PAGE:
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Spending in U.S. Climbs a Strong 2%

January 23, 1987|Associated Press

WASHINGTON — Americans increased their spending by a huge 2% in December, the biggest rise in more than 11 years, while their incomes went up by 0.8%, the best showing since April, the government reported today.

The Commerce Department said the huge gain in personal consumption spending was attributed in part to a rush by consumers to buy big-ticket items while they could still take advantage of the sales tax deduction. The federal tax law changed on Jan. 1, eliminating that deduction.

The 2% increase followed a 0.6% November rise and a 1.9% October plunge. It was the biggest monthly increase since a 2.5% advance in May, 1975.

Income Sharply Higher

Personal incomes also showed a solid 0.8% advance in December, sharply higher than the modest gains of 0.2% in November and 0.3% in October. It was the biggest income gain since a 1.2% rise in April. The December increase reflected gains in employment, hours and earnings.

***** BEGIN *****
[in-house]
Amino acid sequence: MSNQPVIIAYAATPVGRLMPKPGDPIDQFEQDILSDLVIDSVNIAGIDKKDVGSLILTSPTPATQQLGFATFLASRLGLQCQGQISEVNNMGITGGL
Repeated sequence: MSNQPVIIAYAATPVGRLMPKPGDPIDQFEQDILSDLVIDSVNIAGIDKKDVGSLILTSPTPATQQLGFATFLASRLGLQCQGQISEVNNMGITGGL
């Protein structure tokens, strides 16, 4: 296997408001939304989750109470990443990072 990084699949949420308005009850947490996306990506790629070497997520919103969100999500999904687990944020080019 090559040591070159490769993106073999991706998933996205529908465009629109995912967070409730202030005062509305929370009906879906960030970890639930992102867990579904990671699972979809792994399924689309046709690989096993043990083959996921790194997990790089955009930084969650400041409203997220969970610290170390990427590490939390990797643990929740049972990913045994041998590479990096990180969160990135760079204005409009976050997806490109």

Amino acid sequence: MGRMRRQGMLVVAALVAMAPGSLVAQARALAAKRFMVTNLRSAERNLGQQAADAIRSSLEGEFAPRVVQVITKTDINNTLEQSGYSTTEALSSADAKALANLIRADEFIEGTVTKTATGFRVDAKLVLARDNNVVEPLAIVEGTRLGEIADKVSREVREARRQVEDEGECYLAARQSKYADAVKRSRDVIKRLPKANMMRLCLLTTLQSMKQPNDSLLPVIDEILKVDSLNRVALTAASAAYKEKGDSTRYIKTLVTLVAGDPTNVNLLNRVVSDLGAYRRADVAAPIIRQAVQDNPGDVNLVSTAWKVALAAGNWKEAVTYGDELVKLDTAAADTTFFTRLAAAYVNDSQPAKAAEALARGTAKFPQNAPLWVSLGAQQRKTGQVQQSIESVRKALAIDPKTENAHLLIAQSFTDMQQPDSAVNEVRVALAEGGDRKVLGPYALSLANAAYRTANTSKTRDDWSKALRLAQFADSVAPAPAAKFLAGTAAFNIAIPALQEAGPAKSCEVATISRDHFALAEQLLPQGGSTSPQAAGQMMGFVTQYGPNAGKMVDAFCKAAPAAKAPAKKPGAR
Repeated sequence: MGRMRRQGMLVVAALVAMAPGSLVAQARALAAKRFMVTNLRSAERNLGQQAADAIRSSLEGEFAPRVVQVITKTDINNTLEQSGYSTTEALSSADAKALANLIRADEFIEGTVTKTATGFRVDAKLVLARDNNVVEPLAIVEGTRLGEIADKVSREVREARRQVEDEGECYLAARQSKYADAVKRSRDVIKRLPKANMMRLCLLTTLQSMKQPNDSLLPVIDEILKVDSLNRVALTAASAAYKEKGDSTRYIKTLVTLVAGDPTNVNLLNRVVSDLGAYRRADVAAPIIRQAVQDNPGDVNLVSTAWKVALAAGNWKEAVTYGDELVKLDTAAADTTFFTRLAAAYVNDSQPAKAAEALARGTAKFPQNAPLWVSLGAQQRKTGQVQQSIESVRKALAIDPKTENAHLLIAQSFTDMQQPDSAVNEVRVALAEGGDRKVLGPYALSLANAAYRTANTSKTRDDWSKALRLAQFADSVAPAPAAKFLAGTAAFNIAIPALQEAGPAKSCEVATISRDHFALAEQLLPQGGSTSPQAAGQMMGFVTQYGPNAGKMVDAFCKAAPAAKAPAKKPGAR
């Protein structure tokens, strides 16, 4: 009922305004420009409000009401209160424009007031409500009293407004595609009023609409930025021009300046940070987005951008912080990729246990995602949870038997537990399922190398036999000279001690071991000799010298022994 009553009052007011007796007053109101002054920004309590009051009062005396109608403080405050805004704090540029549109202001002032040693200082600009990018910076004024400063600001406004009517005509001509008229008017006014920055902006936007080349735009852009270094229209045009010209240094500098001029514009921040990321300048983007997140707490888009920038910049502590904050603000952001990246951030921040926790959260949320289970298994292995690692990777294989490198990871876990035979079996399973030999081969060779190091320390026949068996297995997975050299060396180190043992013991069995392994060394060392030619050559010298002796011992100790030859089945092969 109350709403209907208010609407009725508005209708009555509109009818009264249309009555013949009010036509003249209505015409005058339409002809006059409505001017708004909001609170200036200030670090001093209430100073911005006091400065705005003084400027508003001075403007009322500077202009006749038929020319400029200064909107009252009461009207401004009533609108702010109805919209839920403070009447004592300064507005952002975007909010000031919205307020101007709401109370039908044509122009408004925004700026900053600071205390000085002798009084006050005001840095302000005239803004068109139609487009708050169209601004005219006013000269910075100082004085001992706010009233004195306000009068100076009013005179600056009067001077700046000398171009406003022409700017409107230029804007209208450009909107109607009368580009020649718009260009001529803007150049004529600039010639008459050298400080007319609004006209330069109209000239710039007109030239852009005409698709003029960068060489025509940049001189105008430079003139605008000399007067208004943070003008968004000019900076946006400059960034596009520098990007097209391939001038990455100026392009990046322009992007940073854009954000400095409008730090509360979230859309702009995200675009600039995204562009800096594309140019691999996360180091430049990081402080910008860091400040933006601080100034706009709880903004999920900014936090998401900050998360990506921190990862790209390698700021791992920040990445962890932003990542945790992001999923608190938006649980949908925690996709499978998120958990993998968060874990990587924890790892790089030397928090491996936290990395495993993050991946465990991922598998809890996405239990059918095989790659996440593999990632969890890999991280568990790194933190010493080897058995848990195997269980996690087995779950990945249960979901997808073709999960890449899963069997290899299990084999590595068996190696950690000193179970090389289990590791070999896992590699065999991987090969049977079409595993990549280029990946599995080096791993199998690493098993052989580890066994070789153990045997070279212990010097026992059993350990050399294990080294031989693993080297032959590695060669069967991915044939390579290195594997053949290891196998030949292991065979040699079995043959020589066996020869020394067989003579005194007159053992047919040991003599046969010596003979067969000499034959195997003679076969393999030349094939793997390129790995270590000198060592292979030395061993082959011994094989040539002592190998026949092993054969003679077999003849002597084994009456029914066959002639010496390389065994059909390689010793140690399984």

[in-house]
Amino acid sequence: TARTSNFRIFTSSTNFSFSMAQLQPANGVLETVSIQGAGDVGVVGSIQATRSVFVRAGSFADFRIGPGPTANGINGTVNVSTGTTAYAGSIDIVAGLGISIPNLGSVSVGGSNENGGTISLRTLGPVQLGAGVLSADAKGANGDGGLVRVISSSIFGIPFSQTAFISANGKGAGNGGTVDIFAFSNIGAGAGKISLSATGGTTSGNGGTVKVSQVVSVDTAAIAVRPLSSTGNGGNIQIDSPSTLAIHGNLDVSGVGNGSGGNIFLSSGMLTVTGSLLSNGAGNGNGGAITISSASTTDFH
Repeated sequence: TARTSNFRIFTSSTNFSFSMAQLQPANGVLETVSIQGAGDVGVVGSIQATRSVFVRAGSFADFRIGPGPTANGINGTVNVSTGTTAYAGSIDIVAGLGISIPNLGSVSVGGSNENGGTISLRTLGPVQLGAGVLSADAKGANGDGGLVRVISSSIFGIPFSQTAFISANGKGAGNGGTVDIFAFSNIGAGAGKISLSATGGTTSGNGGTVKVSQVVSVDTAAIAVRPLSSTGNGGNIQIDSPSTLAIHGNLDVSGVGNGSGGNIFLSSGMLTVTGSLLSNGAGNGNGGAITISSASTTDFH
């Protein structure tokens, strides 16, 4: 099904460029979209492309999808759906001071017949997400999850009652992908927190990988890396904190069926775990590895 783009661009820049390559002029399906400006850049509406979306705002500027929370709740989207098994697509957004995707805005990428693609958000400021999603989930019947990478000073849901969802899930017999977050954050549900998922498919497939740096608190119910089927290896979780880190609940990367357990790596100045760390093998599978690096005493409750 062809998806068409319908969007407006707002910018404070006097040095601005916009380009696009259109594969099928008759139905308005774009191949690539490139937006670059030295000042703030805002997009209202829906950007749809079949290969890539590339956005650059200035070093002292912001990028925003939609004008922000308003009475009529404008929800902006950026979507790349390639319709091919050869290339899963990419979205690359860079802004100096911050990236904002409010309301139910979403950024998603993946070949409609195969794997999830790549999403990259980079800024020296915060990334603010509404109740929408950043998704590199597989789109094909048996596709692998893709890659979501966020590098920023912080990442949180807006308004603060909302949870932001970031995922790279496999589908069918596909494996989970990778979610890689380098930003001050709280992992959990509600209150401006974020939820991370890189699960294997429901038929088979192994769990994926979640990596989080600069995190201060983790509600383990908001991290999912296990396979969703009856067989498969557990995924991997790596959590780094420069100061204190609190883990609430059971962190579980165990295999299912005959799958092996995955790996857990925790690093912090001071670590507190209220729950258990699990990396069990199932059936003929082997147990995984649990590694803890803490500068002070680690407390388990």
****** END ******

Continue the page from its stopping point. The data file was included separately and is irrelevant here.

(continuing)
While the spending and income gains were substantial last month, analysts are still concerned that consumer spending will weaken in the new year, causing a slowdown in the overall economy.

Consumer spending accounts for two-thirds of all economic activity, so a substantial decline could plunge the country into a recession, something that economists are not forecasting at present.

Personal consumption spending, which includes virtually everything except interest payments on debt, shot up at an annual rate of $57.3 billion in December, compared to a November rise of $17.1 billion. Purchases of durable goods rose $47.5 billion, with sales of new cars accounting for most of the increase.

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